China and Southeast Asian countries have agreed to a draft framework for a long-mooted code of conduct for the disputed South China Sea.
China and the ASEAN had been hoping to agree on the framework this year, 15 years after committing to draft it.
The South China Sea dispute:
The South China Sea disputes involve both island and maritime claims among several sovereign states within the region, namely Brunei, the People’s Republic of China (PRC), the Republic of China (ROC), Malaysia,Indonesia, the Philippines, and Vietnam. An estimated US$5 trillion worth of global trade passes through the South China Sea; there are many non-claimant states that want the South China Sea to remain as international waters. Several states (e.g. the United States of America) are conducting “freedom of navigation” operations to promote this situation.
ASEAN’s Code of Conduct
The genesis of ASEAN’s 2012 draft COC may be traced back to 1995 when China occupied Mischief Reef, a maritime feature claimed by the Philippines. The Mischief Reef incident marked a turning point. ASEAN foreign ministers issued a statement expressing their “serious concern” and urged the concerned parties “to refrain from taking actions that de-stabilize the situation.” The Philippines, as the aggrieved party, sought the backing from its fellow ASEAN members for a Code of Conduct in the South China Sea that would constrain China from further encroachments on Philippines sovereignty. In late 1999 ASEAN members finally reached agreement on a COC.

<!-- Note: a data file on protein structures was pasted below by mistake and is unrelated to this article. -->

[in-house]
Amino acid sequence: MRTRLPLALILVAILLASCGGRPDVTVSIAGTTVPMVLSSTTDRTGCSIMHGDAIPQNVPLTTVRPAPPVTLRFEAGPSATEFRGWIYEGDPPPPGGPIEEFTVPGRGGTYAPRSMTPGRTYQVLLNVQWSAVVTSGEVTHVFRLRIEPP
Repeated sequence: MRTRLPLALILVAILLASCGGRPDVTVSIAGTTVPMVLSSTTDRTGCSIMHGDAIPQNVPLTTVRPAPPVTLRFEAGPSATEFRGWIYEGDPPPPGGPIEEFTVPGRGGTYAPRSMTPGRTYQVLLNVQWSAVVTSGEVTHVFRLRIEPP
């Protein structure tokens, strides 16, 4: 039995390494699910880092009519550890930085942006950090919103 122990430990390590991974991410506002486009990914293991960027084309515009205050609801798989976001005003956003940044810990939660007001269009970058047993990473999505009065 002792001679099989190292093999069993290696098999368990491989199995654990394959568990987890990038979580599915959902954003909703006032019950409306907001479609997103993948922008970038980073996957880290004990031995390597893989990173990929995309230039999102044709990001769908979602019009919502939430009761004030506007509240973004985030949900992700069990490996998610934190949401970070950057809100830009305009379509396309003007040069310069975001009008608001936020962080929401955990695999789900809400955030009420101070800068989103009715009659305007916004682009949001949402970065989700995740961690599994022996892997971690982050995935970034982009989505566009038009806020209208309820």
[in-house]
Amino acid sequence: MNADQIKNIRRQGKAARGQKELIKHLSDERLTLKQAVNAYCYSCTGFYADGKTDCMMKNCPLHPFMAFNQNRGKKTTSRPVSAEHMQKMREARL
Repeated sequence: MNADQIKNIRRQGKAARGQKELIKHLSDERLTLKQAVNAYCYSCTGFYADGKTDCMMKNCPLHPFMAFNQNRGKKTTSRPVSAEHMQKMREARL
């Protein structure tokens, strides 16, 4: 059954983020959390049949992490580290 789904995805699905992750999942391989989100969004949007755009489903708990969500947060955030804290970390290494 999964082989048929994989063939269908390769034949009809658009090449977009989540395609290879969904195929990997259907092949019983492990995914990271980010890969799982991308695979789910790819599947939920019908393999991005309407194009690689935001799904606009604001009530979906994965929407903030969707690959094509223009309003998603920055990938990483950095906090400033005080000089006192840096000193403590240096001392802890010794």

South China Sea:
South China Sea is part of Pacific Ocean spreading an area of some 35 lakh square km with eight littoral countries / territories viz. China, Taiwan, Philippines, Malaysia, Indonesia, Brunei, Singapore and Vietnam. It is strategically located in the international shipping route that sees the passage of world’s half of the merchant ships. The sea is rich in energy reserves including petroleum, mineral and fishing resources. It is made of some 200 tiny islands, coral reefs, shoals, sandbanks etc. grouped into three archipelagos of Spratlys, Paracels and Pratas. The Macclesfield Bank and Scarborough Shoal are also part of South China Sea. Several countries have made competing territorial claims over the South China Sea. Such disputes have been regarded as Asia’s most potentially dangerous point of conflict.